I am pleased to present our Vision for Sustainable Aquaculture, which sets out the Scottish Government’s long-term aspirations for the finfish, shellfish and seaweed farming sectors, and the wider aquaculture supply chain.
We are ambitious for the future of Scottish aquaculture. It is already a significant contributor to our economy through trade, employment and investment in infrastructure such as housing, broadband and harbour facilities. It produces the UK’s biggest food export – Scottish farmed salmon.
Aquaculture has a crucial role to play in contributing to our food security and meeting our commitment to becoming a Good Food Nation, producing healthy, nutritious food, with a greenhouse gas emissions profile that is lower than many other farmed sources of animal protein, , for people in Scotland and around the world.
The sector supports a wide range of highly skilled and well-paid jobs across farming operations, supply chain businesses, research institutes and new innovative enterprises. Many of these jobs are located in some of Scotland’s most fragile rural and island communities where they help to underpin valuable economic development. As a result of the growth of Scottish aquaculture and the development of the wider supply chain that serves it, aquaculture businesses can now be found across the whole of Scotland.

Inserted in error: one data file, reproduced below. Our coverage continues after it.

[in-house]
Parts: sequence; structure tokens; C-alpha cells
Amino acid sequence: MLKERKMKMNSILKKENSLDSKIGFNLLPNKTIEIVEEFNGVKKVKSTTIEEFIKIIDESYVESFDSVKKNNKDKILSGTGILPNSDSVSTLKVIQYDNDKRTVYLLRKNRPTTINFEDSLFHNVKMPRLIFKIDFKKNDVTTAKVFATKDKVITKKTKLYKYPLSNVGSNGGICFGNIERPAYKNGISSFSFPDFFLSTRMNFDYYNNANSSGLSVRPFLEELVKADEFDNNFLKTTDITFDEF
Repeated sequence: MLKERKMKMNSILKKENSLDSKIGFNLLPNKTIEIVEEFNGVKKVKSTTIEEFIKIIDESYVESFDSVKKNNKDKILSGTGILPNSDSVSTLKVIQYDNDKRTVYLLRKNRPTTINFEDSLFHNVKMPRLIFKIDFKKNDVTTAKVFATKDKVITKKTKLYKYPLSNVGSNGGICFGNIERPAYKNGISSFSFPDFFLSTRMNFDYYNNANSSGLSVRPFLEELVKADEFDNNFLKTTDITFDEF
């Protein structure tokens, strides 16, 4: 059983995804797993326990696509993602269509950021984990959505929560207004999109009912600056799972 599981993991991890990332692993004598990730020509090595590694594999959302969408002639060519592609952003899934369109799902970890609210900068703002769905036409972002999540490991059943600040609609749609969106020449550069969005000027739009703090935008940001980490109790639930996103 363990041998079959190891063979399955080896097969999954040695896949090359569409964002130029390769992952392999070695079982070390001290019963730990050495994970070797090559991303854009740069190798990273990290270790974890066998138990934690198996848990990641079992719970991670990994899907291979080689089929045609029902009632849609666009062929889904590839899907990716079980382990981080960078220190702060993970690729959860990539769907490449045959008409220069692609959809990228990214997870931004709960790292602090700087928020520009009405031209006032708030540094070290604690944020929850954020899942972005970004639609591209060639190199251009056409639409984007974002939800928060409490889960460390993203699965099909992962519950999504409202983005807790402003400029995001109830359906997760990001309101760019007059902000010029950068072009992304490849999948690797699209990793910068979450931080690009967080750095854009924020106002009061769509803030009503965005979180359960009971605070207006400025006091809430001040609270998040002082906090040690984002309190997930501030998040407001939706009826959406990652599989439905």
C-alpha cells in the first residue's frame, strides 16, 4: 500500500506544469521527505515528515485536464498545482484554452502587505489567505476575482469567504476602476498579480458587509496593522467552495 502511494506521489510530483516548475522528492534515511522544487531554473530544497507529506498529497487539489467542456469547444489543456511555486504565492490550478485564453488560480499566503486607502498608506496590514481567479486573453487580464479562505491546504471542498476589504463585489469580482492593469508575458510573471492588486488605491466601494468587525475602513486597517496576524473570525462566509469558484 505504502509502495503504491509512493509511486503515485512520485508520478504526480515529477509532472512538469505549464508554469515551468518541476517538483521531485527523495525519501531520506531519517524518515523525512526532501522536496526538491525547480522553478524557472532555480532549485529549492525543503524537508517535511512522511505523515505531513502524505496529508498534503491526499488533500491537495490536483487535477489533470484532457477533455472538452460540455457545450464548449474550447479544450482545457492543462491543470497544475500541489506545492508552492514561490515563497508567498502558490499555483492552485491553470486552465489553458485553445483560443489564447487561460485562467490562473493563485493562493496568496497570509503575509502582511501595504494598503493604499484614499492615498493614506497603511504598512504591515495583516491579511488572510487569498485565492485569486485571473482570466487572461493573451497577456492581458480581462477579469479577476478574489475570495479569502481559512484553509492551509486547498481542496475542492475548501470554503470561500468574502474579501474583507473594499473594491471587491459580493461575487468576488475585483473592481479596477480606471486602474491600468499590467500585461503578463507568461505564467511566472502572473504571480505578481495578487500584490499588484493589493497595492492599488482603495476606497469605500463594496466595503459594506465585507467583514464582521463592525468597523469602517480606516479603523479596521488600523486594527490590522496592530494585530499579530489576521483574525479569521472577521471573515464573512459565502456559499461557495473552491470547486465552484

Aquaculture depends on Scotland’s natural capital and the communities within which the sector operates. It must operate within environmental limits, to ensure that our waters are clean and safe, supporting healthy and diverse flora and fauna. As we respond to the twin crises of climate change and nature loss, we envisage a sector that leads the world through the responsible and sustainable ways in which it operates, delivering significant and lasting socio-economic benefits for Scotland and for the communities that host aquaculture businesses.
The development of Scottish aquaculture has been driven by innovation, with advances across a wide range of disciplines including animal husbandry, nutrition, genetics and engineering, supporting the growth of the sector to this point. Innovation will be fundamental in ensuring aquaculture meets the challenges of a changing environment brought about by the climate crisis, as will a streamlined regulatory framework that ensures high environmental standards and is recognised as an asset to businesses and our communities.
Our Blue Economy Vision has already set out the approach that will allow us to live within environmental limits and maximise the benefits that our marine environment can deliver for Scotland, its people and future generations. Scotland’s aquaculture sector is key to helping realise this.
Our Vision for Sustainable Aquaculture sets out our overarching ambitions for the sector and details the key outcomes we want to see and achieve. I look forward to working with all of our partners and stakeholders to create a thriving aquaculture sector in Scotland that contributes to our Blue Economy and Net Zero ambitions and is globally recognised as innovative, productive, successful and sustainable.
Mairi Gougeon, Cabinet Secretary for Rural Affairs, Land Reform and Islands
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